The bank's representatives have been in talks with Ilham Aliyev, the president of Azerbaijan, and other officials on a multi-million-dollar project to clean an area about the size of Malta.
Peter Thomson, a senior bank official for the region, said: "This legacy of environmental damage extends over a century and reflects the history of oil production in Azerbaijan.
"A clean-up of this size hasn't been undertaken anywhere."
The clean-up would focus on oil-soaked areas in the Absheron peninsula, Azerbaijan's most densely populated region and the location of the capital Baku, where oil has been produced since the country was part of the Russian empire in the 19th century.
Baku is surrounded by ageing, noxious oil fields and "nodding donkey" pumps are a common sight even inside the city.
Some of the fields are still active but Azerbaijan now produces most of its oil in offshore facilities that have been built by Western oil companies since the break-up of the Soviet Union.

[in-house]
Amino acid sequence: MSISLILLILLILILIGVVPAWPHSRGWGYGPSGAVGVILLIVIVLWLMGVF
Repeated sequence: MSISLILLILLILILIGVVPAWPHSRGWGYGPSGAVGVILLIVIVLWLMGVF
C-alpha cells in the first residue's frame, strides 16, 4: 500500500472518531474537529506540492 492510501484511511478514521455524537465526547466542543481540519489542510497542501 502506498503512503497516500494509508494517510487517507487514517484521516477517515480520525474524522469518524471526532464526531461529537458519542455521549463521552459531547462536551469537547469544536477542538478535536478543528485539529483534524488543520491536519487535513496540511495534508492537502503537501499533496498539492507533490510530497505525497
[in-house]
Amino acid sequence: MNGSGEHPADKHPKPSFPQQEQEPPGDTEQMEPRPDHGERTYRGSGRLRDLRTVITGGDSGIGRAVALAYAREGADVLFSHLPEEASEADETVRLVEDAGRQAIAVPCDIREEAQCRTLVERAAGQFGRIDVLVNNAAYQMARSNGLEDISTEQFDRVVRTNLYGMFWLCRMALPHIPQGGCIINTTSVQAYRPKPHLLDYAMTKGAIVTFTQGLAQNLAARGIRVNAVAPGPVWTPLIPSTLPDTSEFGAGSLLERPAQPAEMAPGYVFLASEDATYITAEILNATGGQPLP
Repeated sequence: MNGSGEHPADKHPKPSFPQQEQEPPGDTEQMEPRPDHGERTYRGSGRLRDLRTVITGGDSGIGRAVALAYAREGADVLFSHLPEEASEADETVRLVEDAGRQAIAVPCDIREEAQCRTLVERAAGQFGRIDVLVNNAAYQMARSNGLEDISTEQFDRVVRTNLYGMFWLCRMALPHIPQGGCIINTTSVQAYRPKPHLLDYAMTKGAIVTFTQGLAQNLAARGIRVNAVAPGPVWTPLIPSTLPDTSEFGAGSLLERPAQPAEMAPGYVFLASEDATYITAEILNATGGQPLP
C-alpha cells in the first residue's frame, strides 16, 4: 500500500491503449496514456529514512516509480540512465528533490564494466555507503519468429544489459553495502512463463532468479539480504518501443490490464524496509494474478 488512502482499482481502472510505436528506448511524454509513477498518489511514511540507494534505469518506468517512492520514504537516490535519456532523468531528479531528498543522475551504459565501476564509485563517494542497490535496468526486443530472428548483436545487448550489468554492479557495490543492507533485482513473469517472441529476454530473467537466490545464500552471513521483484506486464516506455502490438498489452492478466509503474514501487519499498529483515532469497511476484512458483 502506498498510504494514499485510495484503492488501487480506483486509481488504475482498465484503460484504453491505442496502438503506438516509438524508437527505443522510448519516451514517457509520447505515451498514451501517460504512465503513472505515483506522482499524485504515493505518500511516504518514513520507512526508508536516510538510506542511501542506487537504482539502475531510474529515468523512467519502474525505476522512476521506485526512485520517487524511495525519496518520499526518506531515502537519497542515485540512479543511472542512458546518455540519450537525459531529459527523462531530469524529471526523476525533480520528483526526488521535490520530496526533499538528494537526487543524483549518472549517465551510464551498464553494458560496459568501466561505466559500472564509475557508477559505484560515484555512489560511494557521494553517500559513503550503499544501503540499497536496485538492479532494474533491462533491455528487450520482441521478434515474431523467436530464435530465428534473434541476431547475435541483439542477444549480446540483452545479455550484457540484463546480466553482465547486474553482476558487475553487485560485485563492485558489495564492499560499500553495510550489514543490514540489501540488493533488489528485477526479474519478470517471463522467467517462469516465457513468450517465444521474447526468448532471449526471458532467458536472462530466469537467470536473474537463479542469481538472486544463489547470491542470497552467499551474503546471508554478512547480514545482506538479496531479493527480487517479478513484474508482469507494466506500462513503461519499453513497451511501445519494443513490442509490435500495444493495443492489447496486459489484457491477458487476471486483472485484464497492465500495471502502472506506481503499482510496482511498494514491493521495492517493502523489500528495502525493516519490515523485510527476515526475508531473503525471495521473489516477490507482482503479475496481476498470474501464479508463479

Thomson said: "The situation in Azerbaijan is unusual in that it's a very high concentration of oil-related pollution in a very small area."
The world bank said it would potentially provide a loan of about $50million for "capacity building" and an initial clean-up but also expected funding from the government, which is making large profits from the current oil boom.
Thomson said that some funds could be earned through the recovery of oil in damaged areas.